Examples of static methods:

Class name Static method name
Thread.sleep() Thread sleep()
Math.abs() Math abs()
Arrays.sort() Arrays sort()

The class name before the name of a static method can be omitted if you call the static method from within its class. This is why you don't need to write Solution before the names of each of the static methods that are called.

Fact 2. A static method cannot access the non-static methods of its own class. A static method can only access static methods. As a result, we declare all the methods that we want to call from the main method static.

Why? You will be able to answer this question yourself when you start learning OOP and understand how static methods work.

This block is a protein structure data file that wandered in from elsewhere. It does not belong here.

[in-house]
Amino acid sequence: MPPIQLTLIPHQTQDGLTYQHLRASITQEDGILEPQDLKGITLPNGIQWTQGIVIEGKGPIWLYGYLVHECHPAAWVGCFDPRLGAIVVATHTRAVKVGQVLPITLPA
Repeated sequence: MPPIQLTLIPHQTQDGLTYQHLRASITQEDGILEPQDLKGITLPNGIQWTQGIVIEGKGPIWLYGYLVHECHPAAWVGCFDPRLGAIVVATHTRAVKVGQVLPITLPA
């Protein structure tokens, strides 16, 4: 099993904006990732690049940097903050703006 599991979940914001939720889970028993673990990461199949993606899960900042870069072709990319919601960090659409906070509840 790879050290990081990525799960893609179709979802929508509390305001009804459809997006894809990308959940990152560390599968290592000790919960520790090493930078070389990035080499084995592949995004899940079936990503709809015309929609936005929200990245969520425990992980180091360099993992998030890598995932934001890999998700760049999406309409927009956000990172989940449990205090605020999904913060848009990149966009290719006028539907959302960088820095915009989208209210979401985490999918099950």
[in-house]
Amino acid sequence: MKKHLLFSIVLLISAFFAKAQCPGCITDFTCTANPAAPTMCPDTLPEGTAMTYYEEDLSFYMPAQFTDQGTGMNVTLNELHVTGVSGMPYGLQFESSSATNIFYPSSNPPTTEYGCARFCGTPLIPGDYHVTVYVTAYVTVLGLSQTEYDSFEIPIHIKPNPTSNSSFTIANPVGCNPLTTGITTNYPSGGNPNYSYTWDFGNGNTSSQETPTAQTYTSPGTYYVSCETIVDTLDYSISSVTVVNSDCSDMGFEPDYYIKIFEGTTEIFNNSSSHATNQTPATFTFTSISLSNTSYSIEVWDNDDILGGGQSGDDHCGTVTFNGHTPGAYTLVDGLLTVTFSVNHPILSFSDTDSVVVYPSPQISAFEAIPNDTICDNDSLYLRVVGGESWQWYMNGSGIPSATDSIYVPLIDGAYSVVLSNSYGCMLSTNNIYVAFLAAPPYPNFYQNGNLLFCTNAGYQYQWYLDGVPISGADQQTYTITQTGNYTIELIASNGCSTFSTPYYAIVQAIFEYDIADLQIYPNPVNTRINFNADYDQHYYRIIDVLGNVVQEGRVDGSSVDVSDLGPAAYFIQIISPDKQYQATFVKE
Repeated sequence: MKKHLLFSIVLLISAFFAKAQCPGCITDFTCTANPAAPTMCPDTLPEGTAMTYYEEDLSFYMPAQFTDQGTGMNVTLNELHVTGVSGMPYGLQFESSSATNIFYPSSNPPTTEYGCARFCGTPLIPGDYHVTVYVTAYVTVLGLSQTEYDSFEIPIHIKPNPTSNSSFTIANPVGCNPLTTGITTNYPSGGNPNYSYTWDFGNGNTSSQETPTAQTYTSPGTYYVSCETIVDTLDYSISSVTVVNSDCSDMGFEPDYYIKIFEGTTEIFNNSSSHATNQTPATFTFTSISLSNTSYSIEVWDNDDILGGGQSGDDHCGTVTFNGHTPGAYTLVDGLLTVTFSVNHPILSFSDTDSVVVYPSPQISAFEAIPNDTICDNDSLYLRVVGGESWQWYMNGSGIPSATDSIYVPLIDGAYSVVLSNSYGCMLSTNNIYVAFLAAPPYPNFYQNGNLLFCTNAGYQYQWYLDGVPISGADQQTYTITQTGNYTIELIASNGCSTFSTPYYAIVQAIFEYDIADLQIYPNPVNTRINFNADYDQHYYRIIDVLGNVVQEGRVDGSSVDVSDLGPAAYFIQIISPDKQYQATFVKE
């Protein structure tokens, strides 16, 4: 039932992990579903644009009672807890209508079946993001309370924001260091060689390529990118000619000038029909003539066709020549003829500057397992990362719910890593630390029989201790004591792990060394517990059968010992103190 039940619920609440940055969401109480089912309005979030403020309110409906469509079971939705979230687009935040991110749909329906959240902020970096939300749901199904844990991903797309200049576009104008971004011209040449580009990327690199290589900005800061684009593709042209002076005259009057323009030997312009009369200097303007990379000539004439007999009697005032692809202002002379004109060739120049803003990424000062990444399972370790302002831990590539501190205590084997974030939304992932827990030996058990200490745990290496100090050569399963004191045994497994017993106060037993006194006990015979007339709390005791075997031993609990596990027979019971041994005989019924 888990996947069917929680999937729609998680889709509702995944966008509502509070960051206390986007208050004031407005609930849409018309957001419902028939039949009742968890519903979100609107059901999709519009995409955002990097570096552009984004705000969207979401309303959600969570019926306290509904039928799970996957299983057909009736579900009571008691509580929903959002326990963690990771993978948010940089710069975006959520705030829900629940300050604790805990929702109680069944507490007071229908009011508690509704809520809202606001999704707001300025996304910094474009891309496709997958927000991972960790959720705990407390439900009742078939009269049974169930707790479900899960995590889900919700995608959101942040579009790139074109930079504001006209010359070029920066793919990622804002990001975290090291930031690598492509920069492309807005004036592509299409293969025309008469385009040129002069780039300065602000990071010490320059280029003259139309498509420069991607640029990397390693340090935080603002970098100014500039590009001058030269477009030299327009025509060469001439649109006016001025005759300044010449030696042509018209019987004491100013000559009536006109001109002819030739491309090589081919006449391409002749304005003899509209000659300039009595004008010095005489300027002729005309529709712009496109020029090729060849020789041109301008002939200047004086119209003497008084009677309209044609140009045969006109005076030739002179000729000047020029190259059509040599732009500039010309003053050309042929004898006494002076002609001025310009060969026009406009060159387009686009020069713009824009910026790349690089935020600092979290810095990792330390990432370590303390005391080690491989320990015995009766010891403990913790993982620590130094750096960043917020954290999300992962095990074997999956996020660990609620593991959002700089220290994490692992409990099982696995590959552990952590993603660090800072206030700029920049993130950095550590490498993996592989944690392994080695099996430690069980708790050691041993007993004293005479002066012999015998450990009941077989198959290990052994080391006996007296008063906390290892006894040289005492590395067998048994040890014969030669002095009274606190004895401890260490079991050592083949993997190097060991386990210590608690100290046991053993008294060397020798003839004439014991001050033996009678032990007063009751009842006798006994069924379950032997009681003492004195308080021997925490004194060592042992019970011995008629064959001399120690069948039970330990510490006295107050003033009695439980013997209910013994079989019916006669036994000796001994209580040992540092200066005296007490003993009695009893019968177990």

New Java Syntax, level 9, lesson 3
Unicode encoding
The public static init(char[]) method is passed an array of 9 characters, which needs to be filled with the following values: 0 - '\u00A9' 1 - '\u004A' 2 - '\u0061' 3 - '\u0076' 4 - '\u0061' 5 - '\u0052' 6 - '\u0075' 7 - '\u0073' 8 - '\u0068' To see the result, run the main() method.

3. throws keyword

There is another keyword that you've probably seen in a method declaration — the throws keyword. Unlike access modifiers and the static keyword, this keyword is placed after the method parameters:

public static Type name(parameters) throws Exception
  method body

We will consider its precise meaning a little later when we study exceptions.

But to touch on it superficially, we can say that a method marked with the throws keyword can throw errors (exceptions), meaning instances of the Exception class (and classes that inherit it). If several different types of errors can occur in a class, then you need to list each of them separated by commas.

4. main method